THE ATHANASIAN CREED.
[TO THE EDITOR OF THE "SPECTATOR."] SIR,—An acute man seldom grapples with any question, of which he possesses a competent knowledge, without touching the hinge of it, whether rightly or wrongly. Mr. Maccoll says, "If God has revealed Himself in Three Persons, one of them being also Incarnate, and I insist on moulding my character on quite another image of Him, I must perish,—that is, I have rendered myself unfit for the enjoyment of the true God." This is the gist of his argument. Its fallacy lies in the word " quite." The major pre-
miss, " He who moulds his character on quite another image of God than that which is revealed, renders himself unfit for the enjoyment of God," is true ; the minor, "He who fails to keep. the Athanasian Creed whole and undefiled does mould his char- acter on quite another image of God than that which is revealed," is false. Because, in order to do so, he would have to mould his character on the image of a God destitute of love, justice, or any other good quality.
We readily admit that, as all divine truth sanctifies, no one can reject any part of it without suffering some degree of spiritual loss. The mistake lies in attempting, as the Athanasian Creed does, to define what degree of loss renders any one so utterly unfit for the enjoyment of God as to destroy his prospect of immortality, and to make his end to be certain destruction.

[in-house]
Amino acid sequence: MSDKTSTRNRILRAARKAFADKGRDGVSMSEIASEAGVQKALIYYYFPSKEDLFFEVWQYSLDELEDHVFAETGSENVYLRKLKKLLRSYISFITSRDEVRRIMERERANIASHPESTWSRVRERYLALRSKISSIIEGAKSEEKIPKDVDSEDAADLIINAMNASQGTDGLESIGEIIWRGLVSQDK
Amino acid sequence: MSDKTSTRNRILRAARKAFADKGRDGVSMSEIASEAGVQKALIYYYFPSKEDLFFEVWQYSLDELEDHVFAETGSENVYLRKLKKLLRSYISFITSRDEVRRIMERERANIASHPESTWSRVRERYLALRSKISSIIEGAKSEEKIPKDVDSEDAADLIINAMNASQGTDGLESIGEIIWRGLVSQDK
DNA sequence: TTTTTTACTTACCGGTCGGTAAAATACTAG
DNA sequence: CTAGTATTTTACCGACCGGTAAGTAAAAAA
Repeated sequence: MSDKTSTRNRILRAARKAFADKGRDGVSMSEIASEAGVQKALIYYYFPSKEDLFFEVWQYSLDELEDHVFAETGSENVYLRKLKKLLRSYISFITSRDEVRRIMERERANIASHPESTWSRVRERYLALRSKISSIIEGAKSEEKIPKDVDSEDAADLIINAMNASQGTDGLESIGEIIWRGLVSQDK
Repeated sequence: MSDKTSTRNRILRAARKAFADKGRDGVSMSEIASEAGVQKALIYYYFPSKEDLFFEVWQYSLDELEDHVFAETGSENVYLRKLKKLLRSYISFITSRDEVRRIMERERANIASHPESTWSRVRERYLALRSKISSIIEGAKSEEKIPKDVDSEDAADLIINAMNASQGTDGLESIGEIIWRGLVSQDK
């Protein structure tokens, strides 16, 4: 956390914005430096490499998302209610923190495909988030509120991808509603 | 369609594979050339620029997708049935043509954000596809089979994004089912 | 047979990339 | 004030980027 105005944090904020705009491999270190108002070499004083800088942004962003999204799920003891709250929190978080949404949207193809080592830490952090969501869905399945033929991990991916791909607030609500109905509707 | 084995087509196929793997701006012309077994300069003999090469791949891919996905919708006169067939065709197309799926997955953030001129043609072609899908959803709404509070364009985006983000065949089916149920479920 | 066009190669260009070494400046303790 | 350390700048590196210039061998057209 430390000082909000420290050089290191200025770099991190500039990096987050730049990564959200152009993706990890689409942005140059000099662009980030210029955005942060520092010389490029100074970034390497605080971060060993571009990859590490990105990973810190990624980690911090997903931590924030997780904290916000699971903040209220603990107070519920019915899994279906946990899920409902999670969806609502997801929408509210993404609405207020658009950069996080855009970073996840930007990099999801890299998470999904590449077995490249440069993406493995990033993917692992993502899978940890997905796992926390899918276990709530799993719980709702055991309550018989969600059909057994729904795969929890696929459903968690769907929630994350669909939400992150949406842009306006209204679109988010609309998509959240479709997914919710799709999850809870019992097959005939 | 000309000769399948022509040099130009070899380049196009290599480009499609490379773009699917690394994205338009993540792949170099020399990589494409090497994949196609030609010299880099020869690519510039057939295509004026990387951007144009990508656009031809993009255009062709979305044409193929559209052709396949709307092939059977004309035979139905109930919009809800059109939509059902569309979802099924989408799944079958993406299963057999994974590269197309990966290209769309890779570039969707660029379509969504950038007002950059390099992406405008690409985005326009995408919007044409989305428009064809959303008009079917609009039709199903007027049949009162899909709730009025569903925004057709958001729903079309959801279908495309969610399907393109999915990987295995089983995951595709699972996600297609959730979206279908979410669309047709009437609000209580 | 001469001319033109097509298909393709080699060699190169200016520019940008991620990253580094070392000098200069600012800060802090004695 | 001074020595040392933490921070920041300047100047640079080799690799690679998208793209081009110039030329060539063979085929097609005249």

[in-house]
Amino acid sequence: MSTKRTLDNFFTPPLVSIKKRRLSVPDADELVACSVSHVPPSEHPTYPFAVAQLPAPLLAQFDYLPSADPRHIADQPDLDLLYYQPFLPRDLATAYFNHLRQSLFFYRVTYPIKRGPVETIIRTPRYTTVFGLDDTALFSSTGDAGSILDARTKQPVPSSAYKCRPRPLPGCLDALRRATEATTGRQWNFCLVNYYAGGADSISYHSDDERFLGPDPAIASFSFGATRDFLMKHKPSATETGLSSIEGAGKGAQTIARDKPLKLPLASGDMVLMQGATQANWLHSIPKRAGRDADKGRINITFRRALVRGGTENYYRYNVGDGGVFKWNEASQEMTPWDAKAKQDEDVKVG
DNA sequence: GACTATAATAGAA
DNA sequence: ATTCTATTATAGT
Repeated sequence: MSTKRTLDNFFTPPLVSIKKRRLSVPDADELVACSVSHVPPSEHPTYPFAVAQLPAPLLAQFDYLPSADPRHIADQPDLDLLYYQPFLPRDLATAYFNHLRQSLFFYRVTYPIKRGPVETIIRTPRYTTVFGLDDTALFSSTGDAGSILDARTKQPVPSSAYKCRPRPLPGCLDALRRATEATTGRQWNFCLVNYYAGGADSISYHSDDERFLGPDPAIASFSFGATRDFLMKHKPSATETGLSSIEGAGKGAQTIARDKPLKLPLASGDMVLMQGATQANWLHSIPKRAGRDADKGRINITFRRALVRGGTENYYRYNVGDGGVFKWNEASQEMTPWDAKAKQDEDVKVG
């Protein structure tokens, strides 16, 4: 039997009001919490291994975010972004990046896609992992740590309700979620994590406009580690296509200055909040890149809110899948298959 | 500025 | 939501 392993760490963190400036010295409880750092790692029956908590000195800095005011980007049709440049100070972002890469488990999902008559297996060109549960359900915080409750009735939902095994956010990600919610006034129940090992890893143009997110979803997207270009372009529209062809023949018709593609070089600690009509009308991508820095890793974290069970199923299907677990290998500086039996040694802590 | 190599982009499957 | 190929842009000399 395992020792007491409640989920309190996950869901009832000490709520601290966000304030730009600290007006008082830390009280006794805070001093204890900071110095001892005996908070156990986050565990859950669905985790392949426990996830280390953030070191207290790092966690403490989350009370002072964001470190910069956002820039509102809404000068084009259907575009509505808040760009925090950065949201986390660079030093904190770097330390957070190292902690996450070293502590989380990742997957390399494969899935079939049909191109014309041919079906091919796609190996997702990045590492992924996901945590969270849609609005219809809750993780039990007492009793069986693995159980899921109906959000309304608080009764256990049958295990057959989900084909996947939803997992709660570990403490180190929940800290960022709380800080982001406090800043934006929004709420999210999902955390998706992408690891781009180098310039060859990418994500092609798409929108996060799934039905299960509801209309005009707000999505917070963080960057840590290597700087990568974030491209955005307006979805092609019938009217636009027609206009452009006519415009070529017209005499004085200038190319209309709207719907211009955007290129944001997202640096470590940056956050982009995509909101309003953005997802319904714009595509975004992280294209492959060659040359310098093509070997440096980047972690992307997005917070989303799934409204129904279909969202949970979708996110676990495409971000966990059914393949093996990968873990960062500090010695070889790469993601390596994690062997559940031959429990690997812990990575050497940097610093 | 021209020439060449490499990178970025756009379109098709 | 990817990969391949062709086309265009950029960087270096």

Mr. Maccoll urges that " the Creed throughout annexes salva- tion to rightness of will, whether in faith or morals." Now, no intelligent member of the Greek Church—say the Archbishop of Syra—has any " will " whatever to keep that creed " whole and undefiled ;" on the contrary, his "will" is persistently and determinately set against one part of it, which he " insists on " regarding as unscriptural and untrue. Does any human being believe that he consequently "insists on moulding his character on quite another image of God than that which is revealed ?" Yet, if the Creed does not direct that he—i.e., not the Archbishop by name, but anyone who acts as he does—shall without doubt perish everlastingly, no human language could be made to assert it. And are we to go on asserting what we know to be false, as a bulwark of defence against attacks upon what we believe to be true?
As to the proposed " notes " and " explanations," they are the veriest trifling. There would be some use in them, if it were merely a question of subscription. For subscription is a contract between man and man, and such contract may lawfully be signed in any sense mutually agreed upon by the contracting parties. But when it comes to standing up in public worship before God and the world, and making a solemn declaration in the most clear, forcible, unmistakable, incisive language that could possibly be invented, it may seriously be doubted whether of the two would produce the worse moral effect,—to say openly that we do not mean what we say, or to let people suppose that we do mean even what the Athanasian Creed says ?
The Eighth Article I take as referring to the theology of the Creed, and not to its anathemas, and believe the entire of that theology, though in varying degrees of conviction, in proportion to the comparative clearness with which its several parts seem to be revealed ; but not in the slightest degree because the Creed asserts it, or because any number of Councils or. Churches threaten me with perdition if I reject it.—I am, Sir, &c.,